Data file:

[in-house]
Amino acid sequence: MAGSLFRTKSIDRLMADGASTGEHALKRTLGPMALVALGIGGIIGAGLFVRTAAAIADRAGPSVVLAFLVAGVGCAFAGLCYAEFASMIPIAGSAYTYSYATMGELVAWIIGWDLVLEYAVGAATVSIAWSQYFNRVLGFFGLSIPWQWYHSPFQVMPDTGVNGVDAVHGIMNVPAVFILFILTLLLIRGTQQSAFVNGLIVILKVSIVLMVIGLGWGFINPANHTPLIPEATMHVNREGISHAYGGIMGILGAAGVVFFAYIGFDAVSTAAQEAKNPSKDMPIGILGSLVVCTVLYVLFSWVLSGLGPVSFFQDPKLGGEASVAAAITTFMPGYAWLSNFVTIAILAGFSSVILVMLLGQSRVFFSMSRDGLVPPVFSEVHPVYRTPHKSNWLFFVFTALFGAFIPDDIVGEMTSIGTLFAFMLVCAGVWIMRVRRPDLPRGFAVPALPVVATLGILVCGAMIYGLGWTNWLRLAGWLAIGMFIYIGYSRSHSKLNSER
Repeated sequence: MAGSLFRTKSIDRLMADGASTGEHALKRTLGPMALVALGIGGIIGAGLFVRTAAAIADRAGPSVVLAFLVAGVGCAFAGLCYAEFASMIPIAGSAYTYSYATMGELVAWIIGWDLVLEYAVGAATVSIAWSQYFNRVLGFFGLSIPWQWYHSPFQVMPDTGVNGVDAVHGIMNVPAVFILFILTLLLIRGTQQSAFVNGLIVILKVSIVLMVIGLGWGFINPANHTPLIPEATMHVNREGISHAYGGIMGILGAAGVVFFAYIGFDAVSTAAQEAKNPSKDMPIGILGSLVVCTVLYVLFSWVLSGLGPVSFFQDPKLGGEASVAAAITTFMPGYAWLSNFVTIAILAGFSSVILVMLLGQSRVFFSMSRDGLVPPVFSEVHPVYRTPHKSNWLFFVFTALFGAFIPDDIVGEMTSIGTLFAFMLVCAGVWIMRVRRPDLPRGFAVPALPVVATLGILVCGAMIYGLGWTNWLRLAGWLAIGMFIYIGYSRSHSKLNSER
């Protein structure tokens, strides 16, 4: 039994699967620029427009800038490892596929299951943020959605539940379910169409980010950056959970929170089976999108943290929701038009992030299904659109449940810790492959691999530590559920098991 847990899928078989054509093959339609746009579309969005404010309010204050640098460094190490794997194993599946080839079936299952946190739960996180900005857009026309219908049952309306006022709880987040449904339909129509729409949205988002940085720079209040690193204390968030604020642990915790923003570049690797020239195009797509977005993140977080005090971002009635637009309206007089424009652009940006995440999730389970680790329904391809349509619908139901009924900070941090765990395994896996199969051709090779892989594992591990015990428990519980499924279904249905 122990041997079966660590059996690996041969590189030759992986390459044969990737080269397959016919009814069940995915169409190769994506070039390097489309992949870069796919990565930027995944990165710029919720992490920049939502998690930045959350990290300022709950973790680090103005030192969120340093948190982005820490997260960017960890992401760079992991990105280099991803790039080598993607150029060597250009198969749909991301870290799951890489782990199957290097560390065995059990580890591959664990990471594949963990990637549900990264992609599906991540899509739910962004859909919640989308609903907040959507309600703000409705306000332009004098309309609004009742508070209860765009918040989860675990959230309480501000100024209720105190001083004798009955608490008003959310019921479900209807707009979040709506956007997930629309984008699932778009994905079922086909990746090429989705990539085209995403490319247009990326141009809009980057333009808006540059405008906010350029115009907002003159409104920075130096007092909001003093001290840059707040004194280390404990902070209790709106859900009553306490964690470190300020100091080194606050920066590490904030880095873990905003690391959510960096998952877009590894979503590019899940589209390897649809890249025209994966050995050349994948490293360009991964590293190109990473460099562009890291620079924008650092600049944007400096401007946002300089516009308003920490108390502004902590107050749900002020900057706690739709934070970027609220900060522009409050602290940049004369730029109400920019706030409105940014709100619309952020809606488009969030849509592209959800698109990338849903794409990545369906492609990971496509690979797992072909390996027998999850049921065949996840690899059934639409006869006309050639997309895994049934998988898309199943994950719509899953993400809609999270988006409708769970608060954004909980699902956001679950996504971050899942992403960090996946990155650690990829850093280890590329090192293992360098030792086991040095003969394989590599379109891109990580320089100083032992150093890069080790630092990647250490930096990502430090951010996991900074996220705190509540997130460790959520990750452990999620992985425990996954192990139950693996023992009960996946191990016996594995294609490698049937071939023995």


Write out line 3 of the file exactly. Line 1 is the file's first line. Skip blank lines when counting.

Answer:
Repeated sequence: MAGSLFRTKSIDRLMADGASTGEHALKRTLGPMALVALGIGGIIGAGLFVRTAAAIADRAGPSVVLAFLVAGVGCAFAGLCYAEFASMIPIAGSAYTYSYATMGELVAWIIGWDLVLEYAVGAATVSIAWSQYFNRVLGFFGLSIPWQWYHSPFQVMPDTGVNGVDAVHGIMNVPAVFILFILTLLLIRGTQQSAFVNGLIVILKVSIVLMVIGLGWGFINPANHTPLIPEATMHVNREGISHAYGGIMGILGAAGVVFFAYIGFDAVSTAAQEAKNPSKDMPIGILGSLVVCTVLYVLFSWVLSGLGPVSFFQDPKLGGEASVAAAITTFMPGYAWLSNFVTIAILAGFSSVILVMLLGQSRVFFSMSRDGLVPPVFSEVHPVYRTPHKSNWLFFVFTALFGAFIPDDIVGEMTSIGTLFAFMLVCAGVWIMRVRRPDLPRGFAVPALPVVATLGILVCGAMIYGLGWTNWLRLAGWLAIGMFIYIGYSRSHSKLNSER